Houston, Texas Housing Market Forecast 2017

Home prices in Houston, Texas have never been higher than they are right now, and there’s a chance they’ll rise even higher during 2017. That’s the Houston housing market forecast for 2017, according to a number of real estate analysts, economists, and industry leaders.

Related: Marketing support for Houston mortgage brokers

Houston Housing Market ‘Sprinting Toward 2016 Finish’

In a December 2016 press release, the Houston Association of Realtors (HAR) reported that the median price for a single-family home in the city rose by 8.3% in November, compared to a year earlier. The median climbed to $222,000 last month, reaching its highest point ever (even higher than the last housing bubble). The average price for homes in Houston rose to $281,671 in November, a year-over-year gain of 7.2%.

“It looks like the Houston real estate market is sprinting toward the 2016 finish line, based on the solid numbers in November’s report,” said HAR Chairman Mario Arriaga. “The market has shown tremendous resilience throughout the year in the midst of a struggling energy sector…”

Real Estate Forecast for 2017: Prices Rising More Slowly?

More inventory is coming onto the market, and this could slow the rate of home-price appreciation as we head into 2017. That’s the general forecast for Houston’s housing market in 2017.

Based on current construction trends, many real estate professionals expect the number of homes for sale to increase in 2017 as new inventory comes onto the market.

Mary Piper, director of relocation and operations with Bernstein Realty told the Houston Chronicle: “We feel that the inventory of homes will continue to increase after the new year, with both the election and holiday season behind us.”

HAR also cited inventory gains in its latest market report, saying that home sales were up due to “more plentiful inventory” in the area.

Due to the increased inventory, home prices in Houston could rise more slowly in 2017 than they did in 2016. Rising mortgage rates could also have a cooling effect on the local real estate market next year.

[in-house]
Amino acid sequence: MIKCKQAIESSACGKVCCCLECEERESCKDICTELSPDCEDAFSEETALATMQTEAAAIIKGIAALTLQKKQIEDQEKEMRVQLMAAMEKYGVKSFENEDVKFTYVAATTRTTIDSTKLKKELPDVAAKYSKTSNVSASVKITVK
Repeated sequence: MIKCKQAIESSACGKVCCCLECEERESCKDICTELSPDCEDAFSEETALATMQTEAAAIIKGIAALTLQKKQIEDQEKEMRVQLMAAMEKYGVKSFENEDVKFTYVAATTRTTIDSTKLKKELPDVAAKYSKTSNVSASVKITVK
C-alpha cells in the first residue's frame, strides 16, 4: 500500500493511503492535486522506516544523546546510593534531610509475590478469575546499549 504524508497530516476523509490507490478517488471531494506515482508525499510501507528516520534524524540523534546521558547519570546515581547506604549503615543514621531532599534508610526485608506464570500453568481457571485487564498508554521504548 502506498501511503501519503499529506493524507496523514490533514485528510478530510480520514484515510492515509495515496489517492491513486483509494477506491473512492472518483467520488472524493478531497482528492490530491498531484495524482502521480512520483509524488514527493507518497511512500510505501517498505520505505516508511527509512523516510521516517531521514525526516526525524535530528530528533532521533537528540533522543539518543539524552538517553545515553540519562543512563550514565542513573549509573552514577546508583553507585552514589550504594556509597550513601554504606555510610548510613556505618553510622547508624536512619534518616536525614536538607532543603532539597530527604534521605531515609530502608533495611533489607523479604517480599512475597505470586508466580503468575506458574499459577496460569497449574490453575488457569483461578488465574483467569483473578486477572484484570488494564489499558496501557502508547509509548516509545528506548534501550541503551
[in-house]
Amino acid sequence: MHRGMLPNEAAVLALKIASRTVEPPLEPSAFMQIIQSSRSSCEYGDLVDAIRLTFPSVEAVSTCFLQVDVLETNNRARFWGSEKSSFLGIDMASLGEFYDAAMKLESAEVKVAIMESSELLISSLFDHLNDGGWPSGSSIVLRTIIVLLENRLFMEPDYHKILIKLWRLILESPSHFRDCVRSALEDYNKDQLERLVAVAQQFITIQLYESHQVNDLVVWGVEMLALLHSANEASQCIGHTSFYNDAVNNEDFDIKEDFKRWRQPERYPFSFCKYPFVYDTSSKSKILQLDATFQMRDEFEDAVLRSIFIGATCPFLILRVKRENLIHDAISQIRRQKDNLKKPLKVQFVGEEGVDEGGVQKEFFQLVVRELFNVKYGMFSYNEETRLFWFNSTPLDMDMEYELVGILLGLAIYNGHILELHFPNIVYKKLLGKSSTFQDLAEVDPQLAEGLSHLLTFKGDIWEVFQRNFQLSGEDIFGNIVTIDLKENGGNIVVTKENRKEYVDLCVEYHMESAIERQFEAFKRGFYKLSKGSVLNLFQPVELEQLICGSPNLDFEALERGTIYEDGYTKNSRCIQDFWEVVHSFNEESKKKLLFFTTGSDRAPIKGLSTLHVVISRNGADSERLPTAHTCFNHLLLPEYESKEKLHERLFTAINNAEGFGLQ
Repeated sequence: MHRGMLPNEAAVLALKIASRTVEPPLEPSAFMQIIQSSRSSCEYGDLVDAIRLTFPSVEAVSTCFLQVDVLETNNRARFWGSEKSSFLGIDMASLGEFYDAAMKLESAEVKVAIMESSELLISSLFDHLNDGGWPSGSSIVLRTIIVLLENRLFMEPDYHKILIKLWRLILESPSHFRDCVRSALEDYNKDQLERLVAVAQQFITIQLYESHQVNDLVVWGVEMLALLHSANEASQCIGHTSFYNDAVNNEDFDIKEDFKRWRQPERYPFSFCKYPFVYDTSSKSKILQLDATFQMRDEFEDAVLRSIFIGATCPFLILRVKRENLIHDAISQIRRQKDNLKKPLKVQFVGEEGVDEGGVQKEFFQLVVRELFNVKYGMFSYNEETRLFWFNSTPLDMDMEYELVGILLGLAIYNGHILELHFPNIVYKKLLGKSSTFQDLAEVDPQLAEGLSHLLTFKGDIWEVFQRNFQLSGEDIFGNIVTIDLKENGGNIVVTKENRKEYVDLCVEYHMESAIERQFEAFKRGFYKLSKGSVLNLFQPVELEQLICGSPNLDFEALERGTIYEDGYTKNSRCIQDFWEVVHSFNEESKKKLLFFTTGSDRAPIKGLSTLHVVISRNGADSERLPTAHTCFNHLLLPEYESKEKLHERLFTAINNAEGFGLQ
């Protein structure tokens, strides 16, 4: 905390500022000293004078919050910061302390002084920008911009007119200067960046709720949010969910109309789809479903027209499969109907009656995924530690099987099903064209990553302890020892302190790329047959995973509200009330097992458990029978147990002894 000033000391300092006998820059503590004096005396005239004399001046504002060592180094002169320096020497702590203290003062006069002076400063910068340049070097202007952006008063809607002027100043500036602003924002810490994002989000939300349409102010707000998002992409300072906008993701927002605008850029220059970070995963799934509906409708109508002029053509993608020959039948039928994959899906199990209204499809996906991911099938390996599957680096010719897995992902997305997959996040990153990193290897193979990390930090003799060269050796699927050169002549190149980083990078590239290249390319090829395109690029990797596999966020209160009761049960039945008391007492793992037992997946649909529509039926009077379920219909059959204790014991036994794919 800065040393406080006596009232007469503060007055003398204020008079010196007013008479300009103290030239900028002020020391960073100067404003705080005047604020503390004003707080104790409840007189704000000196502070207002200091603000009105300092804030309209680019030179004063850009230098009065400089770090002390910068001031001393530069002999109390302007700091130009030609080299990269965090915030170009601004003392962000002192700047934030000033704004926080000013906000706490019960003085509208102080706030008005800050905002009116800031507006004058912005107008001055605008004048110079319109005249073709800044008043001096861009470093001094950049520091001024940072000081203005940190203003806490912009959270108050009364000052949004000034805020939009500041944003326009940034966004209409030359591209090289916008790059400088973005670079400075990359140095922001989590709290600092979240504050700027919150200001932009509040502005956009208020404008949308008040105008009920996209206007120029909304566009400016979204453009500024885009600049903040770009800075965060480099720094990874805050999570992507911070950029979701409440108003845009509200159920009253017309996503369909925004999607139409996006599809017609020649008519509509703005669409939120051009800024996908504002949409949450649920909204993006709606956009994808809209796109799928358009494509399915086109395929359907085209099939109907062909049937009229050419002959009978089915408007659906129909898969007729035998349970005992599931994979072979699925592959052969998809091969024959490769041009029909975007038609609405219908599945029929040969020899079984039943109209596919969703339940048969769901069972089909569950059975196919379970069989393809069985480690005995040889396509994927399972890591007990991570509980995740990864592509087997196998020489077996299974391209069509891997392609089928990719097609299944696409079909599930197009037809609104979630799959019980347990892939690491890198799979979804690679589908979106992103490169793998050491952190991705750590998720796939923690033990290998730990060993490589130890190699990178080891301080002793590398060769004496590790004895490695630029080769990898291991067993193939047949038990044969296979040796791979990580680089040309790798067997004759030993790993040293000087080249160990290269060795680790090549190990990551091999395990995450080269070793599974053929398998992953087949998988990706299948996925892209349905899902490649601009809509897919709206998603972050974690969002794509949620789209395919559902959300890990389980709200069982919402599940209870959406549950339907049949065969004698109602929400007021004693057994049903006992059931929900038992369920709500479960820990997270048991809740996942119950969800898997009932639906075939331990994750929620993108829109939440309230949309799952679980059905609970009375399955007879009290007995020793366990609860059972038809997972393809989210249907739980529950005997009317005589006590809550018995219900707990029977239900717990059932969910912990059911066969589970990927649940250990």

Houston Mortgage Rates Rise Sharply at Year’s End

Houston, we have lift off! Mortgage rates shot up like a rocket in November and December of 2016, reaching their highest level in two years. According to the weekly survey conducted by Freddie Mac, the average rate for a 30-year fixed home loan rose to 4.16% during the week ending on December 15, 2016.

mortgage rate chart 2016
Mortgage rate trends during 2016. Source: Freddie Mac.

The chart above, courtesy of Freddie Mac, shows mortgage rate trends during 2016. You can see the November-December surge on the far right side. So here’s another forecast for the Houston housing market in 2017: Mortgage loans will be more expensive next year.

Looking forward, the Mortgage Bankers Association recently forecast a continued, yet gradual, rise in rates through the end of 2017. In December 2016, the industry group issued the following forecast for the average 30-year mortgage rate:

  • Q1 2017: 4.3%
  • Q2 2017: 4.4%
  • Q3 2017: 4.6%
  • Q4 2017: 4.7%

Granted, this is just a prediction based on current market trends. So you probably shouldn’t “bank” on it. But it does underscore an important point. Both home prices and mortgage rates are expected to continue rising next year.

So home buyers who postpone their purchases until later in 2017 could end up paying more for a house, and for a loan. It’s worth considering.

Higher Loan Limits for Conforming, FHA and VA